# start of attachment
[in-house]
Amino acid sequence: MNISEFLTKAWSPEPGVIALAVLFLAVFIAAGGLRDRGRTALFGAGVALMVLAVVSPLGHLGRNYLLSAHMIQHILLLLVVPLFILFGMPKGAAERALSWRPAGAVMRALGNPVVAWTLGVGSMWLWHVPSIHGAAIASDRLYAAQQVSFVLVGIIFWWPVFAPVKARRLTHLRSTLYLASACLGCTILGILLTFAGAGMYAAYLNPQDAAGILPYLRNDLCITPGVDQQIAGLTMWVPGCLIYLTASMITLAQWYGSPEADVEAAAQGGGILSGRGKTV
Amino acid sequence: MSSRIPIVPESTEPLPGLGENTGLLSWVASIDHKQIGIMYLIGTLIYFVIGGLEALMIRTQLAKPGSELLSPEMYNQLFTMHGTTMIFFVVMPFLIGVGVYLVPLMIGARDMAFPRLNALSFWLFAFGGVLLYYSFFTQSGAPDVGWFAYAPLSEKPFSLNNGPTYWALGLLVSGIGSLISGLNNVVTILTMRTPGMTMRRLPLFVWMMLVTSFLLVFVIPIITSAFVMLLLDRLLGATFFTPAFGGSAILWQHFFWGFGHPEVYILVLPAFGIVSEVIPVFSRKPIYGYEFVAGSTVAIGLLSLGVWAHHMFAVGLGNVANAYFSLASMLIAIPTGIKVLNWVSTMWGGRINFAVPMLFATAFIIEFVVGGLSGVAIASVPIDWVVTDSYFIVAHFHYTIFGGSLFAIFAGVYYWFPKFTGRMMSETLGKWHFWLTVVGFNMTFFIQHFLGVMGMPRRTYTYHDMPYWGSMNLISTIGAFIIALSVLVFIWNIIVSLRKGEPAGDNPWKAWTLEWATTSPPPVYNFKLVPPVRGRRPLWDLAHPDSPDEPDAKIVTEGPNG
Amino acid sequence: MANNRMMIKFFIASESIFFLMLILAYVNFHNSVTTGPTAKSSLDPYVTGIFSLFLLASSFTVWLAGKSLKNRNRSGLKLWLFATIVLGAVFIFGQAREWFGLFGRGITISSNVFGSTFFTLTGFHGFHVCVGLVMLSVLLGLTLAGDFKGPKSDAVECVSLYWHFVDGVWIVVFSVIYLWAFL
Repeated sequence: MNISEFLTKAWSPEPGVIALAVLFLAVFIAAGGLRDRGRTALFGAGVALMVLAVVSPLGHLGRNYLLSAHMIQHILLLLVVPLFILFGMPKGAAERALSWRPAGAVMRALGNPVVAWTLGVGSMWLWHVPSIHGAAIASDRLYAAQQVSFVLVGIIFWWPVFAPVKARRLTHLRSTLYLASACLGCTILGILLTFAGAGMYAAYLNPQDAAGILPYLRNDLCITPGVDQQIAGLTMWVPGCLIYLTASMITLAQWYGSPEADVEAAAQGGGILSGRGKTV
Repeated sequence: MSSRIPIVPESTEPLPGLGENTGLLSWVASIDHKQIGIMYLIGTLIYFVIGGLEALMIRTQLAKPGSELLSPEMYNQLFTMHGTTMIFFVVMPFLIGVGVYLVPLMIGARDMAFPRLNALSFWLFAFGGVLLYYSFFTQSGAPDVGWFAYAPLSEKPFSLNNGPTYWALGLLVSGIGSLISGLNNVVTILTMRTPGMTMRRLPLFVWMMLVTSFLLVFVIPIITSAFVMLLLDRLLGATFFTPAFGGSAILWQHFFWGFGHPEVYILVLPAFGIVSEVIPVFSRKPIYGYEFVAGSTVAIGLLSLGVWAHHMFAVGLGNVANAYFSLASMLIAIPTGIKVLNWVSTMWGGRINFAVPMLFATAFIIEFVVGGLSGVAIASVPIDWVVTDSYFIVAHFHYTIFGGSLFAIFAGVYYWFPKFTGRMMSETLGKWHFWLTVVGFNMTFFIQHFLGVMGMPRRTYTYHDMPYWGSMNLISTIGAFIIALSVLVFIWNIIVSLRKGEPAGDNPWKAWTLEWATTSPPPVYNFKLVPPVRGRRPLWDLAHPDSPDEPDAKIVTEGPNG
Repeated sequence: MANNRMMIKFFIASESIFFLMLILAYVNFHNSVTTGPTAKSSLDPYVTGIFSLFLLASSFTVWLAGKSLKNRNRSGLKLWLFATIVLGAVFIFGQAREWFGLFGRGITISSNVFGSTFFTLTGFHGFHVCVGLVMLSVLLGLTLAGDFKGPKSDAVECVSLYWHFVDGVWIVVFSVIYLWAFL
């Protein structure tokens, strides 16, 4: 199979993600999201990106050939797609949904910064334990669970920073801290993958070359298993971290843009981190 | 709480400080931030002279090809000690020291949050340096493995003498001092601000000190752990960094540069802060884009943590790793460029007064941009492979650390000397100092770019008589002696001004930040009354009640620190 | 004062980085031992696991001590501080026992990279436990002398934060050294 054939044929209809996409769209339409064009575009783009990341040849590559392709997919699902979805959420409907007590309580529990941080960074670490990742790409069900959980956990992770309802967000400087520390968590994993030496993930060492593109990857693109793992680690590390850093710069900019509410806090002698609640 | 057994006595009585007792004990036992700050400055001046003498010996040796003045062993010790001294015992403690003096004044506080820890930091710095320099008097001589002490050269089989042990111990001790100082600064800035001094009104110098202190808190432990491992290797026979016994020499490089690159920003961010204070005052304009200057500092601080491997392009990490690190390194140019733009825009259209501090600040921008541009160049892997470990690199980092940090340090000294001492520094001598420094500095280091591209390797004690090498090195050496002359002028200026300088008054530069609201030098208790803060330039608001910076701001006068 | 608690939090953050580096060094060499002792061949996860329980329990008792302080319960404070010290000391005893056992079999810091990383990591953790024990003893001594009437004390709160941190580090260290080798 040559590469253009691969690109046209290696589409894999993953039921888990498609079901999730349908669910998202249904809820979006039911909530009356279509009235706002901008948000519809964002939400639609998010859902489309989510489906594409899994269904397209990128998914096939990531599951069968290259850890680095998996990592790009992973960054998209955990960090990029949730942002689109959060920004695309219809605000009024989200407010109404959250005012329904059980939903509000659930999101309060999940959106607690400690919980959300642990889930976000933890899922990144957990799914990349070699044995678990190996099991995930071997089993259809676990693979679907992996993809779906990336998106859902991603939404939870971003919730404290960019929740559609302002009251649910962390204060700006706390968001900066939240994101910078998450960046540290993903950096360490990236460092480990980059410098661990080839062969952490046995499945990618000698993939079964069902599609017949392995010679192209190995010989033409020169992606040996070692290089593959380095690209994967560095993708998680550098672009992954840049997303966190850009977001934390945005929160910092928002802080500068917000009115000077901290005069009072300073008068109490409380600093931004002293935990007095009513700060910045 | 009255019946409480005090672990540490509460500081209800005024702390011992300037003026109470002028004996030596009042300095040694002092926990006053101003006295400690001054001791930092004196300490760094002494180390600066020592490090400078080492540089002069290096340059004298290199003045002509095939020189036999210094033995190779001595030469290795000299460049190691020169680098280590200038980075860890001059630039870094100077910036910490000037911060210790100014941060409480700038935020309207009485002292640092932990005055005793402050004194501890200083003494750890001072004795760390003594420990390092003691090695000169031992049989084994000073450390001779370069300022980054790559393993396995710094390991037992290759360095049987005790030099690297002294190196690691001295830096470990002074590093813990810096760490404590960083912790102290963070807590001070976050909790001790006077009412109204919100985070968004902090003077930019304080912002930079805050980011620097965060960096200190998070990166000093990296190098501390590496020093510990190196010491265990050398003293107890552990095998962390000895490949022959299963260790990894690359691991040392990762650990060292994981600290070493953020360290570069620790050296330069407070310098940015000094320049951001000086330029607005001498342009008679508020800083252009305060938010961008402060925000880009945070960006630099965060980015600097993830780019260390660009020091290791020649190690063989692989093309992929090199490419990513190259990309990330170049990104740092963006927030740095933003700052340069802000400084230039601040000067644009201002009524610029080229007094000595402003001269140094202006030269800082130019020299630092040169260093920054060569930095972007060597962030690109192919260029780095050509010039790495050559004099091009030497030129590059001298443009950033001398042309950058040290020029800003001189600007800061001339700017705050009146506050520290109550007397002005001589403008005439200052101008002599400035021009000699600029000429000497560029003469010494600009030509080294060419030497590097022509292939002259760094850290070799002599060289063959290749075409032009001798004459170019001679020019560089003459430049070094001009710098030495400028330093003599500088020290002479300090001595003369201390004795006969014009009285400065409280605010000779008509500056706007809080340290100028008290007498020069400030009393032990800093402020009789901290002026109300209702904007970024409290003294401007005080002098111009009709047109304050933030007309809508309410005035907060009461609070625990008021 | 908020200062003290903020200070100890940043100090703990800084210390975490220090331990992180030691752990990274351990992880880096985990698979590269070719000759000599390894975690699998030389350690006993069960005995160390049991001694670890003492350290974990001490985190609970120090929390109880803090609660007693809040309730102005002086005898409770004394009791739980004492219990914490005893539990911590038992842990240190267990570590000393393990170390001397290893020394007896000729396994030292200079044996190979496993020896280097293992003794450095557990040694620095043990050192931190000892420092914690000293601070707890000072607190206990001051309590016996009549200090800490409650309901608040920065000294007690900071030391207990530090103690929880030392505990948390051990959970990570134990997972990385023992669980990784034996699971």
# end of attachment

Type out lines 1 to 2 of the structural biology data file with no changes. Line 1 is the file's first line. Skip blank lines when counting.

[in-house]
Amino acid sequence: MNISEFLTKAWSPEPGVIALAVLFLAVFIAAGGLRDRGRTALFGAGVALMVLAVVSPLGHLGRNYLLSAHMIQHILLLLVVPLFILFGMPKGAAERALSWRPAGAVMRALGNPVVAWTLGVGSMWLWHVPSIHGAAIASDRLYAAQQVSFVLVGIIFWWPVFAPVKARRLTHLRSTLYLASACLGCTILGILLTFAGAGMYAAYLNPQDAAGILPYLRNDLCITPGVDQQIAGLTMWVPGCLIYLTASMITLAQWYGSPEADVEAAAQGGGILSGRGKTV